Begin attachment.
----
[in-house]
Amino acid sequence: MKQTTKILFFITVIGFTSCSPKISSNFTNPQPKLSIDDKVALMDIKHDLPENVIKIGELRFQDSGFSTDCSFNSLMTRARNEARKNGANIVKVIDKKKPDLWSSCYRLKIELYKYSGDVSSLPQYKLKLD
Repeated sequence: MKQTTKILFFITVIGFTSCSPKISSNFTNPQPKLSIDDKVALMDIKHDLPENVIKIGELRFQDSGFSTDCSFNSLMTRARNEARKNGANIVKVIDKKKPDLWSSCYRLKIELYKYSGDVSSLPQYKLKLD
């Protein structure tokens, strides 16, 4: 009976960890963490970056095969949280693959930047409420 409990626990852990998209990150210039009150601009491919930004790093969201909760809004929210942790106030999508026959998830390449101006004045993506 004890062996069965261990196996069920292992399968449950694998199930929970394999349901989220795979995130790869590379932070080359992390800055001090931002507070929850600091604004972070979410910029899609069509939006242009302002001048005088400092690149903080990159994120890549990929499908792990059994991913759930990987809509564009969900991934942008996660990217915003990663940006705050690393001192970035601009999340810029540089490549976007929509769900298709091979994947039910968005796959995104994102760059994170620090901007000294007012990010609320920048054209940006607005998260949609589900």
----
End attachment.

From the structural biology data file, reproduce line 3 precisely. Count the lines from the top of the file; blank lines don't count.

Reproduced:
Repeated sequence: MKQTTKILFFITVIGFTSCSPKISSNFTNPQPKLSIDDKVALMDIKHDLPENVIKIGELRFQDSGFSTDCSFNSLMTRARNEARKNGANIVKVIDKKKPDLWSSCYRLKIELYKYSGDVSSLPQYKLKLD